Dancing with the Archetypal Feminine: Embracing the Warrior and the Lover
Date, Time & Place:
June 27, 2022 at 1:00 pm
at the Lecture Hall on the Lambert Campus
Archetypal psychology is a version of Jungian depth psychology that emphasizes the importance of myths and archetypes for understanding the self and one’s relationship with others. This dissertation examines how the archetypes of the feminine warrior and the feminine lover may be integrated within those who identify as female or are female-embodied. The strengths and shadows of the warrior and lover are analyzed as a means of developing authenticity and connection to a woman’s primal self. I assert that the integration of these archetypes empowers her individuation process and its journey toward wholeness. The warrior provides the strength for the lover to emerge while the lover propels the warrior forward.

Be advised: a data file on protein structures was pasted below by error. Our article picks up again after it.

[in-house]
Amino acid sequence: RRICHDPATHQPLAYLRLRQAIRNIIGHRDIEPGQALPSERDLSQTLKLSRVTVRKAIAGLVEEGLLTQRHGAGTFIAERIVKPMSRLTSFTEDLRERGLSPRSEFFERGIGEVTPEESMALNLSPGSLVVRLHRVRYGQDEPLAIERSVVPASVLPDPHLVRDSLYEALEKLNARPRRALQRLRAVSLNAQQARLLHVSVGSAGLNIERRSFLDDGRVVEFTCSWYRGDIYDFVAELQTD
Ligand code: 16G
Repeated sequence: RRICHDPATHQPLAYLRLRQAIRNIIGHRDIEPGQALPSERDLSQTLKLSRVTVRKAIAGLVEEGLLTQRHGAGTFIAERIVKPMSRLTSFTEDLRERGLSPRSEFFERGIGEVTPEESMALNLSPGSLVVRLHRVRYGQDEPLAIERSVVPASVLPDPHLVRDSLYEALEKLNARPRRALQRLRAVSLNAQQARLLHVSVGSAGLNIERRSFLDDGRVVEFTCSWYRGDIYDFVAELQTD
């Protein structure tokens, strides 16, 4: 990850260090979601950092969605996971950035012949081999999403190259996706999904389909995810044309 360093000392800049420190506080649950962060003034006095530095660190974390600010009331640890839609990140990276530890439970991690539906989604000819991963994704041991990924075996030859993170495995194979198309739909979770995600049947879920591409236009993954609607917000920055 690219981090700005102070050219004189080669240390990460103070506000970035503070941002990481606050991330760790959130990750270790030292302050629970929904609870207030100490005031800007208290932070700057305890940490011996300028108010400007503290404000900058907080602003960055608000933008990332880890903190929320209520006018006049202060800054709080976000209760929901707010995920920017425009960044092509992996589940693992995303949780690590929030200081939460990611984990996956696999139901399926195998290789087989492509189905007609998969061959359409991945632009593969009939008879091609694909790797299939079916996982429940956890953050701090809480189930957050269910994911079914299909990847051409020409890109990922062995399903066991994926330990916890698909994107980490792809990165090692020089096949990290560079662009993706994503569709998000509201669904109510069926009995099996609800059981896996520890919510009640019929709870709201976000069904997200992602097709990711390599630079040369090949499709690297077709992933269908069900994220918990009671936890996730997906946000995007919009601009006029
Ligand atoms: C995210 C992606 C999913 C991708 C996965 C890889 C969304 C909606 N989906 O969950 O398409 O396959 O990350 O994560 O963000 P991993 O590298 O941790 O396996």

Feminine warrior and lover archetypes are exemplified through a study of Asian, Greek, Middle Eastern cultural traditions. Specific attention is given the Hindu goddesses Durga and Lalitā Tripura Sundarī, the Greek goddess Hestia, the mythic Chinese woman Fang Qiniang credited with the development of White Crane boxing, martial arts, and the practice of bellydance within Middle East and North Africa traditions.
- Program/Track/Year: Mythological Studies, I, 2015
- Chair: Dr. Patrick Mahaffey
- Reader: Dr. Dana White
- External Reader: Dr. Natania Meeker
- Keywords: Archetypal Psychology, Jungian Depth Psychology, Warrior Archetype, Lover Archetype, Goddesses, Fang Qiniang, Capoeira, Kung Fu, Aikido, Martial Arts, Bellydance